Benefits of Reusable, Washable Packaging and Pallets – Page 2

Continued from Page 1

“We have a solid track record and experience in the returnable crates sector.

“If the aquaculture industry – and any fresh food producers for that matter – in Scotland can be persuaded to switch from polystyrene to re-usable plastic crates it will benefit them financially and reduce their carbon footprint.

“Of that, there is no doubt and, as our report shows, switching to returnable packaging could result in a cost saving of around 40 per cent.

“Our core business is to promote the green advantages of using plastic returnable crates instead of one-way trip cardboard boxes and today the major supermarket chains are becoming more and more involved in the drive to use returnable packaging in the food supply chain.

“The motivation and, ultimately, the deciding factor in a switch from one-way trip cardboard boxes is that using returnable packaging is cost-effective. In other words it works financially.”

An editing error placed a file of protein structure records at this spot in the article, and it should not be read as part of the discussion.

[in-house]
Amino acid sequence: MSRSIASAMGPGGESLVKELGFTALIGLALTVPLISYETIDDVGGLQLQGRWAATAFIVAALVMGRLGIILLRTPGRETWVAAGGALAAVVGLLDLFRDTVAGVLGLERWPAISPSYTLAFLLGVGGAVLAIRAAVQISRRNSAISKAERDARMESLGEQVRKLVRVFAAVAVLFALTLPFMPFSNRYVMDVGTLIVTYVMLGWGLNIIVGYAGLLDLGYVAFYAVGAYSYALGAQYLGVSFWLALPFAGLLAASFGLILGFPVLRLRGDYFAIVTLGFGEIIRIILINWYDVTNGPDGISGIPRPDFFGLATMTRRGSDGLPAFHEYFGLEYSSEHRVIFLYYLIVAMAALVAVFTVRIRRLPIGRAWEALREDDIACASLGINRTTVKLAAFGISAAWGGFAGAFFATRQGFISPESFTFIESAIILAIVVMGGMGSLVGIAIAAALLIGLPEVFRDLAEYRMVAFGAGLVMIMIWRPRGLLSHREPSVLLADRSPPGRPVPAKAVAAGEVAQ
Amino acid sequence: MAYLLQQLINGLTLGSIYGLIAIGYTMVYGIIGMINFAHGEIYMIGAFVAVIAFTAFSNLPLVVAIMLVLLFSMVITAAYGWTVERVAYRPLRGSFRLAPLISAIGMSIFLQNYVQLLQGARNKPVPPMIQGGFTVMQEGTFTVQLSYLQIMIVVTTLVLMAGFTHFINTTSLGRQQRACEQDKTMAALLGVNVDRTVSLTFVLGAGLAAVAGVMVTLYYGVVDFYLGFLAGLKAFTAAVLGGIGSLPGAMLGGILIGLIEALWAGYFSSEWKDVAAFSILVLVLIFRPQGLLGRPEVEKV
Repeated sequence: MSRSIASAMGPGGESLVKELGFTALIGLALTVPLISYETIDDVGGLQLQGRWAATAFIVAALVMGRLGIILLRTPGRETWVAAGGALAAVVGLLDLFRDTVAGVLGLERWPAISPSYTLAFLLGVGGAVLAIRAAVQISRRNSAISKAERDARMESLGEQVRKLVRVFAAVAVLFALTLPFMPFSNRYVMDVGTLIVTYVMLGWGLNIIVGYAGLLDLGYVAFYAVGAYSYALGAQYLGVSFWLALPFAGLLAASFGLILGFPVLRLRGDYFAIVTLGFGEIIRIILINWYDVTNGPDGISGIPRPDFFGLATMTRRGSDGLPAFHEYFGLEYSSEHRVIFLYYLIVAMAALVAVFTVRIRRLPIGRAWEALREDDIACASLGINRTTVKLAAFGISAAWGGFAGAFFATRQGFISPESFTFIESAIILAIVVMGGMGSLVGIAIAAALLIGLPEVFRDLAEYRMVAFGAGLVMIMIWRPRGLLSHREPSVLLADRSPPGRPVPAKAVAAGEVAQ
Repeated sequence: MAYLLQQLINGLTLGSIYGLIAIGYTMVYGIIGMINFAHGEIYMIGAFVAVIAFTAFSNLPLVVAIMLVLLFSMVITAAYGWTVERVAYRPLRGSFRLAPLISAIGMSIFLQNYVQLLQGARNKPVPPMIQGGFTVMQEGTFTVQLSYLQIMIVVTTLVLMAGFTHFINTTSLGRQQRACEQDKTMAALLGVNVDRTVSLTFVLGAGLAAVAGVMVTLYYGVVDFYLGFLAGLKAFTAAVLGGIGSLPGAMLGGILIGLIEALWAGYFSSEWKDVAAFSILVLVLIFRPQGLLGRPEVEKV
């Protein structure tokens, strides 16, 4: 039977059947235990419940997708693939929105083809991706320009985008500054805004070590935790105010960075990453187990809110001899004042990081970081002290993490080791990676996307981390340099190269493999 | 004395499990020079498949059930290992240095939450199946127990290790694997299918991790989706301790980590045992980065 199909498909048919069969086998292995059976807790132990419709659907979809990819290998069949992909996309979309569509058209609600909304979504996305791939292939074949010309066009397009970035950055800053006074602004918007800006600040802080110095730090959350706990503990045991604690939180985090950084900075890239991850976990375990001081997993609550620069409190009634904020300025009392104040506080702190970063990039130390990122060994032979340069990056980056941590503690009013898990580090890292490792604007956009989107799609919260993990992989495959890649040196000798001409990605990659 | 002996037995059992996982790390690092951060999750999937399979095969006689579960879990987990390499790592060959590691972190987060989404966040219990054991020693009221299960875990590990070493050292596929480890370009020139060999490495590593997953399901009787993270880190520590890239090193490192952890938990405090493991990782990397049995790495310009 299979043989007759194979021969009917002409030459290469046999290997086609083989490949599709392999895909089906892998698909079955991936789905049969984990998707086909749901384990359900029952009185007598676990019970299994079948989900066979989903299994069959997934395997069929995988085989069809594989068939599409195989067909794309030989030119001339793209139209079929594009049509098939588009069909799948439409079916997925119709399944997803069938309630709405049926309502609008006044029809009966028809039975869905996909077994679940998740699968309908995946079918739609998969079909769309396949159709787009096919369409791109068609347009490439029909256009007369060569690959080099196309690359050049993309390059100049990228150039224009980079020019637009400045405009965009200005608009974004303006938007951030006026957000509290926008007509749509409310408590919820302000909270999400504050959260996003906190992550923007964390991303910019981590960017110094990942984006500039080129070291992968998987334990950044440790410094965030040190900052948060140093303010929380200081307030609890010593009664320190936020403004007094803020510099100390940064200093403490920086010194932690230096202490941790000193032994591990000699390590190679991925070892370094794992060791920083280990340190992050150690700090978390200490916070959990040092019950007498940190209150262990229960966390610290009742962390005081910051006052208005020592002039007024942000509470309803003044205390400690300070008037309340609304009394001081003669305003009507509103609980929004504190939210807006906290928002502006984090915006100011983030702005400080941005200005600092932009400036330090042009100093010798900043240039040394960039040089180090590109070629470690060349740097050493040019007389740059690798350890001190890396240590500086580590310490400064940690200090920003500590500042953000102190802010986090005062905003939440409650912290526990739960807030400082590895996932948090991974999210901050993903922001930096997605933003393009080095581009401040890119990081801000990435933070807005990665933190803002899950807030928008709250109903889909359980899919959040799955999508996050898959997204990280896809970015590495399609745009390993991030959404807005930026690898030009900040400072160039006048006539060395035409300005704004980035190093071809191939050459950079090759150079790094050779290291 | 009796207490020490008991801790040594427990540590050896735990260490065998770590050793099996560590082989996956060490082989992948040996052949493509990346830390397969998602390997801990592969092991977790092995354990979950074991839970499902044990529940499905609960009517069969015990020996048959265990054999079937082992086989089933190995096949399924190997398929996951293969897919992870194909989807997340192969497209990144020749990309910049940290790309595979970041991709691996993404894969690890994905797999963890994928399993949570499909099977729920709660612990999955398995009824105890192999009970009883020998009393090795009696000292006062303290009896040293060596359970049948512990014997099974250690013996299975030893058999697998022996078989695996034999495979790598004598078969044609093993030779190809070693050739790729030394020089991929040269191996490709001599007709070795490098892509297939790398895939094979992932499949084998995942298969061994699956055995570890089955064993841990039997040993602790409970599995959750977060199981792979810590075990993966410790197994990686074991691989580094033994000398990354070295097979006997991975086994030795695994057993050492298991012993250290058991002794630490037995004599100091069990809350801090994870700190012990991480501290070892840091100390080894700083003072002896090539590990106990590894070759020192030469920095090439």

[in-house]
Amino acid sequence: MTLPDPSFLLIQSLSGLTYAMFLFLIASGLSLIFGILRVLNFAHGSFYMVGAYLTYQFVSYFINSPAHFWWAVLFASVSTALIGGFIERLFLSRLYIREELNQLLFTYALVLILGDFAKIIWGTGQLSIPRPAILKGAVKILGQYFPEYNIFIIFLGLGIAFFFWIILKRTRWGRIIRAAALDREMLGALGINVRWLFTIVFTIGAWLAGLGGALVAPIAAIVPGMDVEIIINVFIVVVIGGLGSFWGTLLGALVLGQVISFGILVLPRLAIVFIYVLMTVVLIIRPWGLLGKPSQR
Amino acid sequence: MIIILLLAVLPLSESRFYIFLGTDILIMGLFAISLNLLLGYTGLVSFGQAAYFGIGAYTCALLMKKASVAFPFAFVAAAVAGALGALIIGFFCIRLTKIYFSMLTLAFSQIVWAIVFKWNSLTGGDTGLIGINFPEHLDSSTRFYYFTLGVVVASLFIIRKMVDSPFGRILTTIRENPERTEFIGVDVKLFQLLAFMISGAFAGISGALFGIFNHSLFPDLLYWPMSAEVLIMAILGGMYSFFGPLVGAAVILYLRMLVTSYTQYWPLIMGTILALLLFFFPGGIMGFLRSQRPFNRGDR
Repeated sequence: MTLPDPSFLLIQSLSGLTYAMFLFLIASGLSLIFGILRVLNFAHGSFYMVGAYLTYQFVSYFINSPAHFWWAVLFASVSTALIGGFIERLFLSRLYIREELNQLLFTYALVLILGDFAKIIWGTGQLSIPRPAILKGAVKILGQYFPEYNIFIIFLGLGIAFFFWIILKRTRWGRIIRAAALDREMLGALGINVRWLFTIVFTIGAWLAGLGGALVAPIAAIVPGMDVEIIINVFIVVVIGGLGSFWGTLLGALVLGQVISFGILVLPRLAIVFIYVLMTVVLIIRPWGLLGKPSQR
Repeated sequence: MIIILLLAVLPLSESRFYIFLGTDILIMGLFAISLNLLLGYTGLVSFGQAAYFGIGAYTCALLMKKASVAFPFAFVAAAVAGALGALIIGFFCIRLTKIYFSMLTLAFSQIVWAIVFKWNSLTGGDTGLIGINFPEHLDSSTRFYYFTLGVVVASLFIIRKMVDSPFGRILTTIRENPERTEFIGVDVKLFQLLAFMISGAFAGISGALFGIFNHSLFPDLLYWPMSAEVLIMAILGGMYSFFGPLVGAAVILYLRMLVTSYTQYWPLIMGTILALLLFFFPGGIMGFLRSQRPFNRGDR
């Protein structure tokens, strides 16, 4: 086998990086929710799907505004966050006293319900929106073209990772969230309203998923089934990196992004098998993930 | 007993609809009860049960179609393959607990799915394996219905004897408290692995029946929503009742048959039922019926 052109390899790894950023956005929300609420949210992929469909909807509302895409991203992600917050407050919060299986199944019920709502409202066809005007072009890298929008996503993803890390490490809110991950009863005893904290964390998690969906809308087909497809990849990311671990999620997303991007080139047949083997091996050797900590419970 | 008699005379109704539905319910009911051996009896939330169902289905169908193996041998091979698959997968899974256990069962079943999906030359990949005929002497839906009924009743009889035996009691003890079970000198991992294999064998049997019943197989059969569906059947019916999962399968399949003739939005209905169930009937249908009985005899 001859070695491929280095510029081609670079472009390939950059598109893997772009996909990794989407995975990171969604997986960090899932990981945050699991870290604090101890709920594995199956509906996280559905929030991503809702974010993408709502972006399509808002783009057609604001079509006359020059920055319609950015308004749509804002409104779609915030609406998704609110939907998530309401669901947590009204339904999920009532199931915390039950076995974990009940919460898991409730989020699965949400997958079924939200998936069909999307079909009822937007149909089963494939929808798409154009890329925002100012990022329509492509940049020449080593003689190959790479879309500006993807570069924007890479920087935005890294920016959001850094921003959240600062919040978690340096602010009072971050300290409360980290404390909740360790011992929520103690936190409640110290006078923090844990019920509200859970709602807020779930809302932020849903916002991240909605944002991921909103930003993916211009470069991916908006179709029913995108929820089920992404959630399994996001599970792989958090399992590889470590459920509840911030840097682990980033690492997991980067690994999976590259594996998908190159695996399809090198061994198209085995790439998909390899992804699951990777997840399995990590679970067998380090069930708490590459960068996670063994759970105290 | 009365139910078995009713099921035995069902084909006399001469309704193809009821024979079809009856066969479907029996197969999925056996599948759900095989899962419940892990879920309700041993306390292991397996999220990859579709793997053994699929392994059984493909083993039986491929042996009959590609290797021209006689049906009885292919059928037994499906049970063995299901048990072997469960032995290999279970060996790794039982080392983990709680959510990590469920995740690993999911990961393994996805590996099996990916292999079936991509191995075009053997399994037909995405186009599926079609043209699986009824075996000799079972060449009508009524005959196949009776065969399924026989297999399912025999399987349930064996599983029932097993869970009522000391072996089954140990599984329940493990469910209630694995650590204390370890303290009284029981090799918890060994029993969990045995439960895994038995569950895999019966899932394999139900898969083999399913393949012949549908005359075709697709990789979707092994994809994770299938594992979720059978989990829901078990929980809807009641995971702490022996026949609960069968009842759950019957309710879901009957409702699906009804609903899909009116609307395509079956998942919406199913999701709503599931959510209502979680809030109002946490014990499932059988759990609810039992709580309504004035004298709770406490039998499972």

Edinburgh-registered PPS recently won its first contract involving a Grieg Seafood Hjaltland salmon farm.

In a six-figure deal with Belgian company Levenstond Seafood, PPS delivers clean crates for operations at the Shetland-based seafarm, whose Scottish salmon products are supplied by Levenstond to Belgium’s leading supermarkets.

PPS currently has contracts with businesses in Scotland but is actively pushing to expand its operations in the country.

The Phase 2 targets of Courtauld Commitment include reducing the carbon impact of grocery packaging by 10 per cent and the traditional grocery product and packaging waste in the grocery supply chain by 5 per cent.

This new agreement also aims to achieve a 10 per cent reduction in the carbon impact of grocery packaging between April 2010 and December 2012, compared to 2009 baseline levels.

WRAP said it aimed to achieve this goal by reducing the weight of grocery packaging and increasing its recycled content, as well as increasing recycling rates for the waste stream to achieve a 1.1 million tonne reduction in carbon dioxide equivalent emissions.

Its target is to reduce traditional grocery product and packaging waste across the grocery supply chain by 5 per cent of 2009 levels by December 2012.

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